The sixth reflection of the of the “Seven Weeks for Water”, of World Council of Churches’ Ecumenical Water Network, is by Prof. Dr Jerónimo Granados, an ordained pastor of the Evangelical Church of Río de La Plata. The following reflection recognises the promise of living water, the water that quenches the thirst of the world for Jesus Christ. However, he underscores the importance of the clean water to run through taps of people of Latin America which is vital for a dignified life. He also draws inspiration from the “Pachamama” of the native people of this region to respect and protect our waters.
To the thirsty I will give water without cost from the spring of the water of life. (Revelation 21:6)
In the 1970s a very important essay for our American continent appeared: “Open veins of Latin America”. Its author, Uruguayan writer Juan José Galeano, offers a critical overview of the situation in the subcontinent formed by Latin America and the Caribbean, from the time of its colonization until the 20th century. At that time, the problem was mainly focused on the endemic poverty affecting vast sectors of society that were deeply marginalized due to unemployment, social injustice and famine. Today we would bluntly add “thirst”, or the implications of not having the infrastructure necessary for basic services, amongst them water and the healthy environment that it provides when it is well distributed, or at least not polluted. At that time, the topic of water was barely mentioned in governmental agendas, whereas today it is considered an inalienable right, given that, without it, the food and health chains would be seriously compromised. As well as an abundance of food (for example, Argentina produces food to feed ten times its population), there is also an abundance of water, and yet, there are sectors of society who barely have the minimum amount necessary to feed themselves in a healthy way, and do not have water networks or sewage. Cities are worst affected, and there are large social sectors that lack these basic services.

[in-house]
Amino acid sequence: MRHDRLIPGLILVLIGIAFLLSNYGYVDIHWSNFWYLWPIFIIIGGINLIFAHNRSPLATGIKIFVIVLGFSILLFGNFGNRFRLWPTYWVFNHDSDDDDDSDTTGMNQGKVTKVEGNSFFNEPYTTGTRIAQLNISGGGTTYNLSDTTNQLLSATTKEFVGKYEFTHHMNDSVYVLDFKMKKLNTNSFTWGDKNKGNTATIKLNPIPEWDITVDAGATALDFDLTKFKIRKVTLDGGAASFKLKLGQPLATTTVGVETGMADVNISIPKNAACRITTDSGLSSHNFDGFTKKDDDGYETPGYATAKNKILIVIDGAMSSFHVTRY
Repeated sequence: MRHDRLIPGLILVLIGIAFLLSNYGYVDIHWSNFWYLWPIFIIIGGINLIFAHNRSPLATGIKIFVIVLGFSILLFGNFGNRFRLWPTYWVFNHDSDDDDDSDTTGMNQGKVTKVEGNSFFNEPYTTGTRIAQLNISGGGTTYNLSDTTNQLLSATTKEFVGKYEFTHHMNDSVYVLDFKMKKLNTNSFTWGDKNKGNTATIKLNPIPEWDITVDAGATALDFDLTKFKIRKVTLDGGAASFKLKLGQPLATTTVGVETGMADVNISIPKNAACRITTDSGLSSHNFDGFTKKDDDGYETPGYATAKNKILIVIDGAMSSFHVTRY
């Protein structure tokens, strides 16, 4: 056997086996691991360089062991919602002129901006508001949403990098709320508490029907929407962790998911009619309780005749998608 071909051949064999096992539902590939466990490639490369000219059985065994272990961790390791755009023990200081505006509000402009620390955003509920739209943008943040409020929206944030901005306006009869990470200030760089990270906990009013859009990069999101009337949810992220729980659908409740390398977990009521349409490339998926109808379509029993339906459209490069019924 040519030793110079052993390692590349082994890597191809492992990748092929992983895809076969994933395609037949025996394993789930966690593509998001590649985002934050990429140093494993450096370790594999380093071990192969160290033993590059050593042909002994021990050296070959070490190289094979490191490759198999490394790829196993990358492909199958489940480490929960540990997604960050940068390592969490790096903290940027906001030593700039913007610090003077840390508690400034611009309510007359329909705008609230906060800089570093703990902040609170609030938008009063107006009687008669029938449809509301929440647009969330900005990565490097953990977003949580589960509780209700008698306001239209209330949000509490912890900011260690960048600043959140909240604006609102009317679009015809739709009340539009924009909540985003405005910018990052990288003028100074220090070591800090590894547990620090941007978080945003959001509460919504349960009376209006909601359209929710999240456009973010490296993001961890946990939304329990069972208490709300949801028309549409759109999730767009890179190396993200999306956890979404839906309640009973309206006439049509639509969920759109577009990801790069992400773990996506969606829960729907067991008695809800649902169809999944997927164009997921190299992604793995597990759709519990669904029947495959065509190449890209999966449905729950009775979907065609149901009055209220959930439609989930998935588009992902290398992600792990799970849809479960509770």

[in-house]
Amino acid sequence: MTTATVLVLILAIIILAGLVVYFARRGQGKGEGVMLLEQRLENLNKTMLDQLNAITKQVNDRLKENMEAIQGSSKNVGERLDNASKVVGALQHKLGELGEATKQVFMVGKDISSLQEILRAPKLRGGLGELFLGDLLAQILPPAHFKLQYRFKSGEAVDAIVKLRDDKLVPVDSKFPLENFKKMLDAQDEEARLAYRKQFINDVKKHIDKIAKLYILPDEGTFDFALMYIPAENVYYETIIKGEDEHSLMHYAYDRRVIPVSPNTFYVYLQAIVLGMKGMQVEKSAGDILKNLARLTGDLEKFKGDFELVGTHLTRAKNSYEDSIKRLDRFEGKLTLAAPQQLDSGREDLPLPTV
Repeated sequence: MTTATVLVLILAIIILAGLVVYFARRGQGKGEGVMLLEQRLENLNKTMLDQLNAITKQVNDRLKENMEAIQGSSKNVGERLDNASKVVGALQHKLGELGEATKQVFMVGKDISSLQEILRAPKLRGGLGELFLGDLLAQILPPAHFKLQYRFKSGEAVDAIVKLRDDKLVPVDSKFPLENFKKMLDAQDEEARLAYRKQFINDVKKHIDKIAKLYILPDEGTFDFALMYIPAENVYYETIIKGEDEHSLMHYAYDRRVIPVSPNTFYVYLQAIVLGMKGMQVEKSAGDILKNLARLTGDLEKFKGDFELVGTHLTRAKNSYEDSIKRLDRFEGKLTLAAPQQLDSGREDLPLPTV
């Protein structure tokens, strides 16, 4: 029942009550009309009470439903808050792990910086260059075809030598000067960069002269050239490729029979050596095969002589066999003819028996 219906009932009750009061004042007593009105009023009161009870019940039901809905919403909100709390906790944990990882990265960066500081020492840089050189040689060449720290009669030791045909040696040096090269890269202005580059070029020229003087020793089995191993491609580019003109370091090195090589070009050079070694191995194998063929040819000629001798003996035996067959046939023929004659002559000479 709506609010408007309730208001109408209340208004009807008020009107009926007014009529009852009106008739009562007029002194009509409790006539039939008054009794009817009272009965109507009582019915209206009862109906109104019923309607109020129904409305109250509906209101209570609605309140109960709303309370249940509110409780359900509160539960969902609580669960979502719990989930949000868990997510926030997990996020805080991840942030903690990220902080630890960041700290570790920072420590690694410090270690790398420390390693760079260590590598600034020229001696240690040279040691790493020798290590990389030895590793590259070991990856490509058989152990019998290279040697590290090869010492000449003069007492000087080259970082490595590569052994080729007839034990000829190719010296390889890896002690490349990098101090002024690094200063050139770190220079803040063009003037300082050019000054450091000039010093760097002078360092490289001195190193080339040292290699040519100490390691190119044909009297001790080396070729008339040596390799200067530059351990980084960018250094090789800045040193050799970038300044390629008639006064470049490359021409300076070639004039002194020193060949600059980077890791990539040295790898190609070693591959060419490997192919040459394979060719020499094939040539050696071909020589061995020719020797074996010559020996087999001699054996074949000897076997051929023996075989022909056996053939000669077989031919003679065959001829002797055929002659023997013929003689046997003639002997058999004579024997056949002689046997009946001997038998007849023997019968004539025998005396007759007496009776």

In the Bible, Genesis tells us about the origin of the world, and water appears as a constituent element of creation and it is used as a metaphor, teaching and parable to communicate the best and worst consequences of its actions. Nevertheless, it is described in many ways that revolve around its positive aspects. That water which appears from the start is not only found in seas, rivers and lakes, but also, abundantly, in aquifers. Part of the earth is floating on top of immense seas of underground fresh water.